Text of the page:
Post-engineering, most of the students take their GRE exam to do their M.S. abroad. Now this is of course a laudable attempt at higher education but you realize that the idea in many cases is not inspired by the concept of higher education but by the mere idea of going abroad and fulfilling the dreams that have been sown in their minds, for all these years, by their friends and family. They could be forgiven for assuming that it was for quality higher education. This argument must have made sense sometime back but now?

When one of my classmates had come down recently from Canada, he gave me gyan saying that the problem here is that people do not recognize you for your efforts unlike in the West and that there’s no strong incentive to work in such an environment. Nonsense, I say, what the hell am I doing here then? With a thought process like that and an outlook which fails to understand the progress we have made, I am really not surprised at such a remark.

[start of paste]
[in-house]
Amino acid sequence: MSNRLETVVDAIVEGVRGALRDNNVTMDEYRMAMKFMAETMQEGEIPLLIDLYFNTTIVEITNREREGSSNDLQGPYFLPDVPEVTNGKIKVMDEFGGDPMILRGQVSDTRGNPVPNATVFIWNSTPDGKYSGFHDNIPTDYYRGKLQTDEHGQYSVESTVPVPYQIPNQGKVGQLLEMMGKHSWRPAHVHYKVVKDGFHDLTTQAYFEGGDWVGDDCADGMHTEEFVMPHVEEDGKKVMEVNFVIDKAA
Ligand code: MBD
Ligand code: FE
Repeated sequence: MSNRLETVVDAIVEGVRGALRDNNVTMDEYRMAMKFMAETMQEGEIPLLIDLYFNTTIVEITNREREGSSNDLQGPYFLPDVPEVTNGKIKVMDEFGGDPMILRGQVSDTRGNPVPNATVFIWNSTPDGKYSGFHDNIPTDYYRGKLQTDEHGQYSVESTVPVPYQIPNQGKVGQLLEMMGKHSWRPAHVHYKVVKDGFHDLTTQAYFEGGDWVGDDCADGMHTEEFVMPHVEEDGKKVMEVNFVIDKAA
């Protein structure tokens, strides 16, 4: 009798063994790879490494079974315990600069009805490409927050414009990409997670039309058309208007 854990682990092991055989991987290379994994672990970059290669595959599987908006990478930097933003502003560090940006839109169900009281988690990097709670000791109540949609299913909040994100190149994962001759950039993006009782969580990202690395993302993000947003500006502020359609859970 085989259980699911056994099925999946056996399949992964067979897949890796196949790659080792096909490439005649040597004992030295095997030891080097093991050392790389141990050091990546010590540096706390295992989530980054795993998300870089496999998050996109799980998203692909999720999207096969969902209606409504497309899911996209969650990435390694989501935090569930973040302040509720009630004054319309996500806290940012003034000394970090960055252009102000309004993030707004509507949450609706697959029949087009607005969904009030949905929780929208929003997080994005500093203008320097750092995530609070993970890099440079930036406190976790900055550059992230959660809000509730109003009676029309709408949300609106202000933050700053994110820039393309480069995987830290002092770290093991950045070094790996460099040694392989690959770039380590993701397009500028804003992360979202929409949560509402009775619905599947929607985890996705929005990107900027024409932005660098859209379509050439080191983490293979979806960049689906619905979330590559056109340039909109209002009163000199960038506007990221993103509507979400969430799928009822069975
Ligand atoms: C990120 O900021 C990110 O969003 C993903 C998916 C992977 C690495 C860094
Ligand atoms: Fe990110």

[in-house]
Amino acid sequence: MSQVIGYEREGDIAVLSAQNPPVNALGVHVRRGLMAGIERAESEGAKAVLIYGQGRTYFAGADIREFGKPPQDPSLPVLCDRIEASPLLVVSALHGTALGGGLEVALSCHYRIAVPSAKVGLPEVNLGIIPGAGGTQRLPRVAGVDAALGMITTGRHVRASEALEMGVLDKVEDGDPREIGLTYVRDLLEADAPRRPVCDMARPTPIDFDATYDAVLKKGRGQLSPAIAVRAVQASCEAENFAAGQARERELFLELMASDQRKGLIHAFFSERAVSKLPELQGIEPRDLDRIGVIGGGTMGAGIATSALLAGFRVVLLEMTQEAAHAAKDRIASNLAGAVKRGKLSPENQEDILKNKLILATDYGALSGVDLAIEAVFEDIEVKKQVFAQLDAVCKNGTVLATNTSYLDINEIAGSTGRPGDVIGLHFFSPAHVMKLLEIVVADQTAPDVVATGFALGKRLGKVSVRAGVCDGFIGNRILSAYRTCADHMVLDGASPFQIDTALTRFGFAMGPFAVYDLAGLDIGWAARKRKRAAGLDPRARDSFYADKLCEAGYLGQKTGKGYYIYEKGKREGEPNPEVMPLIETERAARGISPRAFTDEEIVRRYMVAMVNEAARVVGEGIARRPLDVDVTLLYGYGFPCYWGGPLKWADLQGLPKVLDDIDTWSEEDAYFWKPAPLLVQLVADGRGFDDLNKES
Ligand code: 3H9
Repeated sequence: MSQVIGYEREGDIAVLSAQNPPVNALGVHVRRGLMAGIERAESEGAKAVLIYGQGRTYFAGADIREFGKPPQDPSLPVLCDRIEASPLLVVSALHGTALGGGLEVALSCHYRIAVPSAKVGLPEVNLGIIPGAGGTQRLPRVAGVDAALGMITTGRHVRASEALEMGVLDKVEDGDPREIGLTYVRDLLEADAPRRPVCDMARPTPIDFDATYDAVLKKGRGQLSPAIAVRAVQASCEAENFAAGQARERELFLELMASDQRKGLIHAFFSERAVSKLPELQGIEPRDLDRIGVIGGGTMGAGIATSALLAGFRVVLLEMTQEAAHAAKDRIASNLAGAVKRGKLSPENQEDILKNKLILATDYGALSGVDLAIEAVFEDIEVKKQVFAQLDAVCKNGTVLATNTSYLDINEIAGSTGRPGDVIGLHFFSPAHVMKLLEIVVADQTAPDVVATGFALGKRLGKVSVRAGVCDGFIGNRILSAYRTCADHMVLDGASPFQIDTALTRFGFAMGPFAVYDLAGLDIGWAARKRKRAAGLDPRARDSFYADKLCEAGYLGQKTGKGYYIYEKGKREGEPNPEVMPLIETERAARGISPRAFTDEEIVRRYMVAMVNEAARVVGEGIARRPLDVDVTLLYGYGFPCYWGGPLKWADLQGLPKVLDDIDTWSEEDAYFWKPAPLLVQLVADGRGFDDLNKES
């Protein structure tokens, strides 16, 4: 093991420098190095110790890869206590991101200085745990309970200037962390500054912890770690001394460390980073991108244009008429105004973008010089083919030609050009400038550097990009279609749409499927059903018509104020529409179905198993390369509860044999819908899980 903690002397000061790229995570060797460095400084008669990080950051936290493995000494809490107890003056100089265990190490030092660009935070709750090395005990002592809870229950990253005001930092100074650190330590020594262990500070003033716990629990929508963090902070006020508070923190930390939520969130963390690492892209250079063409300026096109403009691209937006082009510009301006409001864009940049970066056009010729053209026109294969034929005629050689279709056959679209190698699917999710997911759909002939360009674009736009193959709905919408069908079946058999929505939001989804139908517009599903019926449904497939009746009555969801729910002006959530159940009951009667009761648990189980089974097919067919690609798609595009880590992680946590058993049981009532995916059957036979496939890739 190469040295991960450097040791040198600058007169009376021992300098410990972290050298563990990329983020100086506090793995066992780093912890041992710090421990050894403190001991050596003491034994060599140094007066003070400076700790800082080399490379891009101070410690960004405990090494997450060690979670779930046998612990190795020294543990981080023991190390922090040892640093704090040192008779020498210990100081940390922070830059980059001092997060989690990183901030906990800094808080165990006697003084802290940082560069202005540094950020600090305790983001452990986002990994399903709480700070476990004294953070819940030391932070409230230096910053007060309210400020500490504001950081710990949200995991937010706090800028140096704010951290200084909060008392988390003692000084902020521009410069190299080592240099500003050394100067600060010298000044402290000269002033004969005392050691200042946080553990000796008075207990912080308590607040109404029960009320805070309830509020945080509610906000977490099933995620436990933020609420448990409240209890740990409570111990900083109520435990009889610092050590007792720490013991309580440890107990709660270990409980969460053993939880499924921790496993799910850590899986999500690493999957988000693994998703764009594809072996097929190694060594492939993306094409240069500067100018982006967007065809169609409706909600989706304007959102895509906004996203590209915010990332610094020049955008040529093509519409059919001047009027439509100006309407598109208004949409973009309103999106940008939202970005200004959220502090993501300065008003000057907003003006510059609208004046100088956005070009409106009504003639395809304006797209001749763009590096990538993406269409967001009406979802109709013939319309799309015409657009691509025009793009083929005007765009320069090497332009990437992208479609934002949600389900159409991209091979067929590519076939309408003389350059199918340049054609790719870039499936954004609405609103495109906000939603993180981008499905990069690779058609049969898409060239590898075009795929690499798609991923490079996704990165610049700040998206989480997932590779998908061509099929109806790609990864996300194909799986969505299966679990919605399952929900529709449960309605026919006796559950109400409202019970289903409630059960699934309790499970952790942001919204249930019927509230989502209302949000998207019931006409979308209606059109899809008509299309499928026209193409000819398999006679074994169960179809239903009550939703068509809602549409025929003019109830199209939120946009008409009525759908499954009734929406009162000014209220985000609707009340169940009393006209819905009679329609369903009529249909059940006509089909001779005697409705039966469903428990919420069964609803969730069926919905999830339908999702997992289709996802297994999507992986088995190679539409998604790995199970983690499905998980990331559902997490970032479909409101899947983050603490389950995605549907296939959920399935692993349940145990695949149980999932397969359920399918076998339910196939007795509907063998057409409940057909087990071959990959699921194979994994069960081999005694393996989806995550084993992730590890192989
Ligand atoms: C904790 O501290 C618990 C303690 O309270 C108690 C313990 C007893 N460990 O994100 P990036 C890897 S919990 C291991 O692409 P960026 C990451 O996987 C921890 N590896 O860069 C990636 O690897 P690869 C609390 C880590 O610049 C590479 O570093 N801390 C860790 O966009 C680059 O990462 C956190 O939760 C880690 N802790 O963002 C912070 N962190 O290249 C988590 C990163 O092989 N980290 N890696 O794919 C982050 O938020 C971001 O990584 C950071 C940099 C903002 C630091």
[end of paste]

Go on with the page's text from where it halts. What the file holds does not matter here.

The dowry amount is a strong incentive that drives parents to dream of their kids ensconced safely in California and elsewhere, while they spend days waiting for them to come back one day. So a B.Tech guy who commands a dowry price of say, Rs 10 lakh, would probably move into the 25 lakh+ category once he carries the “American abbayi” tag. I have seen palatial houses here constructed on the basis of the dollars sent back home but just a lonely couple waiting for their loved ones to come back one day and share their moments with them.

Friends tell me that this kind of exodus of people from one’s state is not a solitary case and they cite the classic example of Kerala where at least one member of every family works in the Gulf (more than 2 million of them in the Gulf). Numerically and statistically, the argument works but honestly, there’s no comparison between the 2 states when you look at the reasons for this. Majority of the Keralites employed in the Gulf work at lower strata in the Gulf society and do not represent the well-to do crowd there. This emigration is more to do with Kerala’s vehement anti-employment policy, which encourages people to look for other avenues for jobs.